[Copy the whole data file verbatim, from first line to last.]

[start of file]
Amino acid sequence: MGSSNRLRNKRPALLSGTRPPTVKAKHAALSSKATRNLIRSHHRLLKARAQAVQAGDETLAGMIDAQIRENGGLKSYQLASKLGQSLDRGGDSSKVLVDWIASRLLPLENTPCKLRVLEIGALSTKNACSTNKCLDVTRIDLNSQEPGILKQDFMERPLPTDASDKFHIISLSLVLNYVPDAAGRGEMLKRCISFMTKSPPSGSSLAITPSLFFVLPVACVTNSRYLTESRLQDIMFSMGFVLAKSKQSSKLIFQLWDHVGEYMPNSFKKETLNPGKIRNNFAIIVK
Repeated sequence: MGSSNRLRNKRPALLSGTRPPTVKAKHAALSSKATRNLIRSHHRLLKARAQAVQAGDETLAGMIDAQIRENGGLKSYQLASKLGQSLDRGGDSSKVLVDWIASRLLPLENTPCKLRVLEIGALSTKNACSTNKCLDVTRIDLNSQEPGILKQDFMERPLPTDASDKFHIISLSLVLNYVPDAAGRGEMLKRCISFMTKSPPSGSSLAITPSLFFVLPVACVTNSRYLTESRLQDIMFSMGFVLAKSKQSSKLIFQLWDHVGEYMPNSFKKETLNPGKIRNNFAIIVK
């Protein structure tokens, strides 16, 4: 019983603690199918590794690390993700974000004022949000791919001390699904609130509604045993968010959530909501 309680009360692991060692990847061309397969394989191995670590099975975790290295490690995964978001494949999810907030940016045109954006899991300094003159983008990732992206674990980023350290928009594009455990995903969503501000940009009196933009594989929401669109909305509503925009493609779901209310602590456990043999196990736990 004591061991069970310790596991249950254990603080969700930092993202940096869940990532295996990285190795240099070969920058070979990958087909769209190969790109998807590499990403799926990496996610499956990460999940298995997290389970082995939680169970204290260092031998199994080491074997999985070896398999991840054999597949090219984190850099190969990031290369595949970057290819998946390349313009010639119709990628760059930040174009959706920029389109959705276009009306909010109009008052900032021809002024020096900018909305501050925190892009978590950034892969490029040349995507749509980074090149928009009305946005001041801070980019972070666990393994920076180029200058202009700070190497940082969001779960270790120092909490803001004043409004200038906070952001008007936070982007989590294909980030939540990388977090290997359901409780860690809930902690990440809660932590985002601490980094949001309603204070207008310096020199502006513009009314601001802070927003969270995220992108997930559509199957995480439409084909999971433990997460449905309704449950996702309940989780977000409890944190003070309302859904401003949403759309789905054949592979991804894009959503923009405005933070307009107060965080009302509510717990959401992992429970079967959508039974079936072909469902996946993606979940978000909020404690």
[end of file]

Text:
Amino acid sequence: MGSSNRLRNKRPALLSGTRPPTVKAKHAALSSKATRNLIRSHHRLLKARAQAVQAGDETLAGMIDAQIRENGGLKSYQLASKLGQSLDRGGDSSKVLVDWIASRLLPLENTPCKLRVLEIGALSTKNACSTNKCLDVTRIDLNSQEPGILKQDFMERPLPTDASDKFHIISLSLVLNYVPDAAGRGEMLKRCISFMTKSPPSGSSLAITPSLFFVLPVACVTNSRYLTESRLQDIMFSMGFVLAKSKQSSKLIFQLWDHVGEYMPNSFKKETLNPGKIRNNFAIIVK
Repeated sequence: MGSSNRLRNKRPALLSGTRPPTVKAKHAALSSKATRNLIRSHHRLLKARAQAVQAGDETLAGMIDAQIRENGGLKSYQLASKLGQSLDRGGDSSKVLVDWIASRLLPLENTPCKLRVLEIGALSTKNACSTNKCLDVTRIDLNSQEPGILKQDFMERPLPTDASDKFHIISLSLVLNYVPDAAGRGEMLKRCISFMTKSPPSGSSLAITPSLFFVLPVACVTNSRYLTESRLQDIMFSMGFVLAKSKQSSKLIFQLWDHVGEYMPNSFKKETLNPGKIRNNFAIIVK
């Protein structure tokens, strides 16, 4: 019983603690199918590794690390993700974000004022949000791919001390699904609130509604045993968010959530909501 309680009360692991060692990847061309397969394989191995670590099975975790290295490690995964978001494949999810907030940016045109954006899991300094003159983008990732992206674990980023350290928009594009455990995903969503501000940009009196933009594989929401669109909305509503925009493609779901209310602590456990043999196990736990 004591061991069970310790596991249950254990603080969700930092993202940096869940990532295996990285190795240099070969920058070979990958087909769209190969790109998807590499990403799926990496996610499956990460999940298995997290389970082995939680169970204290260092031998199994080491074997999985070896398999991840054999597949090219984190850099190969990031290369595949970057290819998946390349313009010639119709990628760059930040174009959706920029389109959705276009009306909010109009008052900032021809002024020096900018909305501050925190892009978590950034892969490029040349995507749509980074090149928009009305946005001041801070980019972070666990393994920076180029200058202009700070190497940082969001779960270790120092909490803001004043409004200038906070952001008007936070982007989590294909980030939540990388977090290997359901409780860690809930902690990440809660932590985002601490980094949001309603204070207008310096020199502006513009009314601001802070927003969270995220992108997930559509199957995480439409084909999971433990997460449905309704449950996702309940989780977000409890944190003070309302859904401003949403759309789905054949592979991804894009959503923009405005933070307009107060965080009302509510717990959401992992429970079967959508039974079936072909469902996946993606979940978000909020404690």